Reliability Post-Indian Point? Yes. Now Clean Energy Is Key.
A detailed new analysis from the New York Independent System Operator (NYISO), the body in charge of New York’s electric grid, confirms that the lights will stay on in New York when the Indian Point nuclear power plant closes in 2021.
The study is one of several that confirms New York homes and businesses can still enjoy reliable and cost-effective electric service when the plant goes offline. Another recent analysis from Synapse Energy Economics, commissioned by NRDC and Riverkeeper, concluded that clean energy and efficiency are capable of fully replacing Indian Point’s power generation by 2021—as long as New York effectively implements its bold renewable energy policies, and, in particular, shores up its energy efficiency efforts.
When Governor Cuomo announced the plant’s closure earlier this year, he also committed to replacing Indian Point’s power without increasing carbon emissions. That was a key decision, because nuclear power, despite its problems, is carbon-free. The Synapse study shows that not only can New York keep the lights on without Indian Point—it can also keep costs and pollution down, too, by turning to clean energy and efficiency to replace Indian Point’s power.
New York’s smart clean energy policies, enhanced by the plummeting prices of wind and solar power, have made this transition a realistic and practical scenario. New York State has already adopted a “50 percent by 2030” Clean Energy Standard. To that end, Governor Cuomo has also committed to developing 2400 megawatts (MW) of offshore wind power by 2030—enough to power 1.25 million New York homes. This is off to a promising start, with the 90 MW South Fork wind project recently approved by the Long Island Power Authority. On the solar front, Governor Cuomo’s NY-Sun program continues to advance New York down a path to see over 3000 MW of behind the meter projects by 2023. And with the recent enactment of a bill to scale up energy storage, that resource can also play a role in Indian Point replacement, as further outlined by this study from Strategen released earlier this year.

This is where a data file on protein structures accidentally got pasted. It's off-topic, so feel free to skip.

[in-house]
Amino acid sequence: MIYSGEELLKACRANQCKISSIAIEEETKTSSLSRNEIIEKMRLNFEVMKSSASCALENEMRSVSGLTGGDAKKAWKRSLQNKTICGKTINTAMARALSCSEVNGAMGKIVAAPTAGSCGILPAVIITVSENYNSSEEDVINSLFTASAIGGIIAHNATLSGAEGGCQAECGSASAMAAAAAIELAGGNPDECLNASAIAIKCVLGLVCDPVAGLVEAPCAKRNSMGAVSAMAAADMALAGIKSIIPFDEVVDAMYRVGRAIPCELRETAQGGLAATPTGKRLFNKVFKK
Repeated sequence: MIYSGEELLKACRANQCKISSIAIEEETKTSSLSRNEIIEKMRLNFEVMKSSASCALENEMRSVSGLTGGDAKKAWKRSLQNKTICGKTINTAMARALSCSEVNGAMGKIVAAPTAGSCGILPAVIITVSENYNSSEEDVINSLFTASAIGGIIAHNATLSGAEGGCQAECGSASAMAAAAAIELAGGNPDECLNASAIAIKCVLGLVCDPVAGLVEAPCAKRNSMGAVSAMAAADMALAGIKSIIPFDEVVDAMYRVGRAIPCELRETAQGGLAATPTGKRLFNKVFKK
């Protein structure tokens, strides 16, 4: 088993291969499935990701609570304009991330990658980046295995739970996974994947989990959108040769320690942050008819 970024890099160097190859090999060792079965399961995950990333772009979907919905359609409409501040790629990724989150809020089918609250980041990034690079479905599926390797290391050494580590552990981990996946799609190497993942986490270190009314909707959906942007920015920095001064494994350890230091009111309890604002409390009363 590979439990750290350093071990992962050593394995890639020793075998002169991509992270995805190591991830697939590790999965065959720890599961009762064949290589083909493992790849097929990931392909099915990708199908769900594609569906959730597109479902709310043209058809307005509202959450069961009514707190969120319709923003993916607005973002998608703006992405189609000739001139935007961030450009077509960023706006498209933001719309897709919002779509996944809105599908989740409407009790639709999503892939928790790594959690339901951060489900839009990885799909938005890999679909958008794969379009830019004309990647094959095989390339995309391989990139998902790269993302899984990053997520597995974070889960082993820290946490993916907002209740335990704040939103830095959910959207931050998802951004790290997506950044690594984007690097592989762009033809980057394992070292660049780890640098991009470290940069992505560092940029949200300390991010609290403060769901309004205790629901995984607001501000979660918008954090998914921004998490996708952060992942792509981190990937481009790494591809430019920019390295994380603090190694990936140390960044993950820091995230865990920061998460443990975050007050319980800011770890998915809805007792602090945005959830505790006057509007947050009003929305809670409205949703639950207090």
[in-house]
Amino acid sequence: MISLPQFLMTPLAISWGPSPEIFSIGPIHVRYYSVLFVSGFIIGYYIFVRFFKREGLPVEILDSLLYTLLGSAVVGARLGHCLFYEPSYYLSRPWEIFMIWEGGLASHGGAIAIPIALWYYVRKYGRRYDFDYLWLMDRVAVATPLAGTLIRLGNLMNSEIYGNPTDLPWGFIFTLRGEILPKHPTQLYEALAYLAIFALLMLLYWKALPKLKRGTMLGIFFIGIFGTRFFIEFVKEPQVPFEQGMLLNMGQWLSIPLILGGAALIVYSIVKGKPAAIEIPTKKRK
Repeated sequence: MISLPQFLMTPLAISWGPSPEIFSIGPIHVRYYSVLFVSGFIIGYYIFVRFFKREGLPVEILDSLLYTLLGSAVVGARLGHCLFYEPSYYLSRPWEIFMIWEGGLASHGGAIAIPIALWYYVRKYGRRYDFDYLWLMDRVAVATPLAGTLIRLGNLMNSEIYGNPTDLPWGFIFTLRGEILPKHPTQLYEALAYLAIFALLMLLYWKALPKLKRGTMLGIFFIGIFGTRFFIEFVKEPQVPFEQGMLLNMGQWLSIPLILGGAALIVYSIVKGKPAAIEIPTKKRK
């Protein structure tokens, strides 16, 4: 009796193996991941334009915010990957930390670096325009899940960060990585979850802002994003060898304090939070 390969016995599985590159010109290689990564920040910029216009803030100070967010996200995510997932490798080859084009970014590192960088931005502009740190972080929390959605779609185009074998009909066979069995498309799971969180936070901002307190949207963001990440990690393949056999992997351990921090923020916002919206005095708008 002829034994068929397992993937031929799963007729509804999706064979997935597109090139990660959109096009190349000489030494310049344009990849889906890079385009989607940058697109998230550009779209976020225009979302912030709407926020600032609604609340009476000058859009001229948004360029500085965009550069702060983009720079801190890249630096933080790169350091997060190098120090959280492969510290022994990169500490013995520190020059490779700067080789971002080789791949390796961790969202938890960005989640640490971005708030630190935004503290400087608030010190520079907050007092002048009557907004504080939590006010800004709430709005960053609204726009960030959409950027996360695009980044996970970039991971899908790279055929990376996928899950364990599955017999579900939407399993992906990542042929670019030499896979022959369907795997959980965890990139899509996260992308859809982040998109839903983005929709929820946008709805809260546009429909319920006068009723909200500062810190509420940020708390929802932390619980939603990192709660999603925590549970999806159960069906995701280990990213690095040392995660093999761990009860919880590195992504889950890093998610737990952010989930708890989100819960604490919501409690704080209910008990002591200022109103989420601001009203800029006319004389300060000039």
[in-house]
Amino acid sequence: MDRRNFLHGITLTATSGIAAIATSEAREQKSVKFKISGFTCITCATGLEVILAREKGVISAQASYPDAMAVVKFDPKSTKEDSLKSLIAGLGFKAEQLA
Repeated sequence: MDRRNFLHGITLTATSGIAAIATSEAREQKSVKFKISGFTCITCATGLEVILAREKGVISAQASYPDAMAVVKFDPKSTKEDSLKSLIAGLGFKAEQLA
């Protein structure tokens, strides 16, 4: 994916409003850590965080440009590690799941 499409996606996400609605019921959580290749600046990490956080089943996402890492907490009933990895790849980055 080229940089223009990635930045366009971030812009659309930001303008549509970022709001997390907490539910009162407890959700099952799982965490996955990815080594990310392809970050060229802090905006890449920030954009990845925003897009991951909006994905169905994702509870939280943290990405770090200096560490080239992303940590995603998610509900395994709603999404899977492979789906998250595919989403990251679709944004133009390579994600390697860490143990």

As part of his nation-leading climate and clean energy portfolio, the governor also committed in his 2017 State of the State address to strengthen the Regional Greenhouse Gas Initiative (RGGI), a successful cap-and-invest effort that is cutting carbon pollution from power plants in nine Northeastern and Mid-Atlantic states. That leadership was integral to ultimately driving a strong outcome for the region: under the updated RGGI agreement, the nine states will reduce carbon emissions an additional 30 percent through 2030, further encouraging a shift toward cleaner energy even after Indian Point closes.